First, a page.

In Compagnie Kafig’s dynamic Spoleto opener, arms became legs, heads became feet and up became down as the 11-member, all-male troupe filled the vacuous TD Arena with as much charm, machismo and raw energy as possible.
Artistic Director Mourad Merzouli uses hip-hop as his medium in unexpected and delightful ways. He blends martial and circus arts, as well as capoeira, into sequences of explosive movement adding ingredients of theater, humor and imagination.
The first piece, “Correria,” explored the theme of running. Dancers began on the floor on their backs, their legs in the air, while fists pound on the floor, introducing the element of rhythm.
Soon other dancers enter, running at high speeds, and it is immediately apparent that the style is casual and unrefined, full of attitude and intention. Dancers show the sheer physicality of running through life and time, which slows for no one. Bones often seem like jelly.
The work is strongest when the whole troupe dances together, but it is in the solos and duets where Merzouki fully explores his ideas and allows his playfulness to be developed. At one point, an unexpected and welcome turn comes with a solo, an operatic spoof that includes projected images of a runner taking flight.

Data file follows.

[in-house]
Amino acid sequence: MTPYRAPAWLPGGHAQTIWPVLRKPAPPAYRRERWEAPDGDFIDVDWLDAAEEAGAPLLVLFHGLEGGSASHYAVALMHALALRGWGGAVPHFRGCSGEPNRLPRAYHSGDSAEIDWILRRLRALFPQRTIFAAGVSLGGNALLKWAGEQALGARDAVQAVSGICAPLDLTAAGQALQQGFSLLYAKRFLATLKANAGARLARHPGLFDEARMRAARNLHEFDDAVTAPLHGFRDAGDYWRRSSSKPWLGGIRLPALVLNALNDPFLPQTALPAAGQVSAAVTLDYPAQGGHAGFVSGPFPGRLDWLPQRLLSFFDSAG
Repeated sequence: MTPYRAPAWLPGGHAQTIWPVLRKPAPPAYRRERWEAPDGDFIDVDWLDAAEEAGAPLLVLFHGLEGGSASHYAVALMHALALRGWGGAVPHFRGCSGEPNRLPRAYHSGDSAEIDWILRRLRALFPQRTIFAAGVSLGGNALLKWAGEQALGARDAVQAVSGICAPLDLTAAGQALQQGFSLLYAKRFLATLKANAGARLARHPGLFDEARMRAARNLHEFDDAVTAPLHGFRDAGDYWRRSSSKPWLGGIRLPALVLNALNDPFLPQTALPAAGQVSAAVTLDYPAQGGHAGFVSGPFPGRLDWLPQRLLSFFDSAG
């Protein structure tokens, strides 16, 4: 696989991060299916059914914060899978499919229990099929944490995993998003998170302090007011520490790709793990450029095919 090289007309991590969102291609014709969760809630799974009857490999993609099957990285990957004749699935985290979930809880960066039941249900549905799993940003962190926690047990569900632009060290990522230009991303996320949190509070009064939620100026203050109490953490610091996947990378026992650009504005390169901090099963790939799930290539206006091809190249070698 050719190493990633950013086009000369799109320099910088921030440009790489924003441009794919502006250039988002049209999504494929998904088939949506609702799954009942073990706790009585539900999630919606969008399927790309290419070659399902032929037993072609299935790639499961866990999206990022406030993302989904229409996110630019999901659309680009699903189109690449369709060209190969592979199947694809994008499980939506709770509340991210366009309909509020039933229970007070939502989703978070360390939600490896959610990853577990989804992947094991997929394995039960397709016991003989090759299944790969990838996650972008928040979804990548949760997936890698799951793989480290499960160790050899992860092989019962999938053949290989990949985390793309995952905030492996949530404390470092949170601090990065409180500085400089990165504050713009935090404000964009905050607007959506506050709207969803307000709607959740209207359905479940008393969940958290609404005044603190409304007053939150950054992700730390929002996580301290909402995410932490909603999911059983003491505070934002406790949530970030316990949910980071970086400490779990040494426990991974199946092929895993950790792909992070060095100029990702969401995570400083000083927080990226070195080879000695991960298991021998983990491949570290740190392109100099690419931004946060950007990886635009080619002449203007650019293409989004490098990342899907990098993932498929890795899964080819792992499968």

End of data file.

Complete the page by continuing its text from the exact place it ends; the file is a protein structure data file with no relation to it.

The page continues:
The rest of the group enters using wooden legs and begins to dance with four legs instead of two, developing the dance in a more theatrical direction and opening up even more possibilities for movement.
In “Agwa,” stacks of cups covered the stage that was brilliantly lit by Yoann Tivoli. A duet begins and the dancers move with fluid gestures interspersed with body isolations executed at jack-hammer speed to a musical collection of many genres, including sounds of running water interplayed with classical music and ethnic selections by musical director AS’N.
The cups are rearranged and the men move through them in inventive ways with back flips, rolls and one awe-inspiring, head-spinning sequence. One humorous moment has three men using stacks of cups as their imaginary partners. Another highlight occurs when the dancers wear clear rain ponchos amid storm sounds, indicating that as much as water is needed, it’s also a hazard.
The transformation of the arena was the nearly perfect match for the athleticism of these Brazilian dancers. But there is only so much that can be done with black curtains, and the space is vacuous with many seats too far from the stage. Street dance should be up close and personal.
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